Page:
IRGC Chief: ‘Iranians Will Never Allow Their Authorities to Negotiate with the Great Satan’

The head of Iran's paramilitary Revolutionary Guard Gen. Mohammad Ali Jafari speaks with journalists after his speech at a conference called "A World Without Terror," in Tehran, Iran, Tuesday, Oct. 31, 2017. Jafari said Tuesday that the country's supreme leader has limited the range of ballistic missiles it makes to …
AP Photo/Vahid Salemi
ADELLE NAZARIAN

Iran’s Islamic Revolutionary Guard Corps (IRGC) chief, Major General Mohammad Ali Jafari, called Trump an “amateur politician” on Tuesday and declared that Iran’s leaders will never meet with U.S. President Donald Trump, one day after Trump’s second offer to meet with Iran’s President Hassan Rouhani to “make a real deal” between the United States and Iran.

Iran’s state-run Fars News Agency tweeted that Jafari said, “Iranians never allow their authorities to negotiate with the Great Satan,” referring to the United States:

In October, Iran’s Foreign Minister Javad Zarif tweeted that “Iranians—boys, girls, men, women—are ALL IRGC” less than 24 hours after the U.S. Department of Treasury officially sanctioned the Islamic Revolutionary Guard Corps (IRGC) as a terrorist organization. The IRGC is known as Sepah-e Pasdaran-e Enqelab-e Eslami in Persian.

Many Iranians disagreed and rejected Zarif’s claim, creating the #WeRejectIRGC hashtag on Twitter in response.

Jafari is the same commander who said in November that Iran does not need to extend its range of missiles because the Islamic Republic already has the ability to reach far enough to strike American forces deployed in the Middle East if the nation is faced with U.S. aggression.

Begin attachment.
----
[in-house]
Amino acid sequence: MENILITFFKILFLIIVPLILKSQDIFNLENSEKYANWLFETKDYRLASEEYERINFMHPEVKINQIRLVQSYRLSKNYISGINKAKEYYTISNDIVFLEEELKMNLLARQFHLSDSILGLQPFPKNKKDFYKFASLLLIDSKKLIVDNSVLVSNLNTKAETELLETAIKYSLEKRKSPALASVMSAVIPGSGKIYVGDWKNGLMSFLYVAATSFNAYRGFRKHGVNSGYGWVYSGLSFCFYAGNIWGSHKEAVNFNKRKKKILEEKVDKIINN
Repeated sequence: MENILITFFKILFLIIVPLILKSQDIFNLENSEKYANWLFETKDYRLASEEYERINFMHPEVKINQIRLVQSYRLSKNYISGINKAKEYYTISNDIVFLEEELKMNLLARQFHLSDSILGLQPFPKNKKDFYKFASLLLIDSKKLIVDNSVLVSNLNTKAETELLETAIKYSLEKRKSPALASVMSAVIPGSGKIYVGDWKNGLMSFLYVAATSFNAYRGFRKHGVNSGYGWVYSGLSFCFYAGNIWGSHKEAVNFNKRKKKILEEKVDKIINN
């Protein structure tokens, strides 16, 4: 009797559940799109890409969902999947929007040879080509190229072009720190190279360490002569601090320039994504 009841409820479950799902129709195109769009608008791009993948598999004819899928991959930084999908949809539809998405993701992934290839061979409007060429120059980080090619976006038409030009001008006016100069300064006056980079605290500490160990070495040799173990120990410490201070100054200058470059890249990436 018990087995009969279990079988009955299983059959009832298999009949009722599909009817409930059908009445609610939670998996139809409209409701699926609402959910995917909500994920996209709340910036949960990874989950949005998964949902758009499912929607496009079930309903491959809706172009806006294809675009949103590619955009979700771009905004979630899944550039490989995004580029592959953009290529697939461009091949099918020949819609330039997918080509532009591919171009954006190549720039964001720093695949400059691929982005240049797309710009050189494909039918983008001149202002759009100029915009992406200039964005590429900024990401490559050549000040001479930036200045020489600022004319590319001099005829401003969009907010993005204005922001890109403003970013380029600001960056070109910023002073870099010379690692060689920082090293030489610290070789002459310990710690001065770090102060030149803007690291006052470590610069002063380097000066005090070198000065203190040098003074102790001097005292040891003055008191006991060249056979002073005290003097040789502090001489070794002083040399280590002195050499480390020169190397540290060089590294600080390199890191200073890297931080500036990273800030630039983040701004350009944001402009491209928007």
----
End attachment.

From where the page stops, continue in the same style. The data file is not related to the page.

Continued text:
“There is the capability to increase this range, but it is sufficient for now as the Americans are present within a 2,000-kilometer radius around the country, and would get a response in the case of any invasion,” Jafari said during a Tehran-based conference titled “A World Without Terror.”

A month before that, in October, Jafari warned President Trump that if he proceeds with his “stupid decision” to label the IRGC as a terror group, the Islamic Revolutionary Guards will treat the U.S. military around the world as their Islamic State (ISIS/ISIL) enemies and come back with a “crushing” response.

The next day, on October 13, President Donald Trump announced that he had authorized the U.S. Department of Treasury to sanction the IRGC as a terrorist organization under terrorism Executive Order 13224, a move Trump said was “long overdue.”

Last week, Jafari told Iran’s state-run Tasnim News agency that the oil sanctions the United States is threatening on Iran “can be easily answered” by the IRGC. “If the current capabilities of the Revolutionary Guards … reaches the ears of the adventure-seeking president of America, he will never make this kind of mistake and will reach the understanding that an oil threat can be easily answered,” Jafari said.

The day before Jafari’s dire warning, Iran’s Armed Forces Chief of Staff Major General Mohammad Bagheri reportedly said that the United States should not threaten Iran because it would receive a “strong, unimaginable and regrettable” response.

The United States Treasury Department has warned it will impose sanctions on every country that failed to stop importing oil from Iran after the November 4 deadline it has set. The November deadline is likely symbolic as it was between November 4, 1979, and January 20, 1981, that 51 American diplomats were held hostage for 444 days in what became known as the Iranian hostage crisis.

The escalation in rhetoric also resulted in strong words from Iran’s President Rouhani, who last week said, “America should know peace with Iran is the mother of all peace” and “war with Iran is the mother of all wars.”

Trump responded to this threat with a tweet reading, “Never, ever threaten the United States again or you will suffer consequences the likes of which few throughout history have ever suffered before.”

Adelle Nazarian is a politics and national security reporter for Breitbart News. Follow her on Facebook and Twitter.

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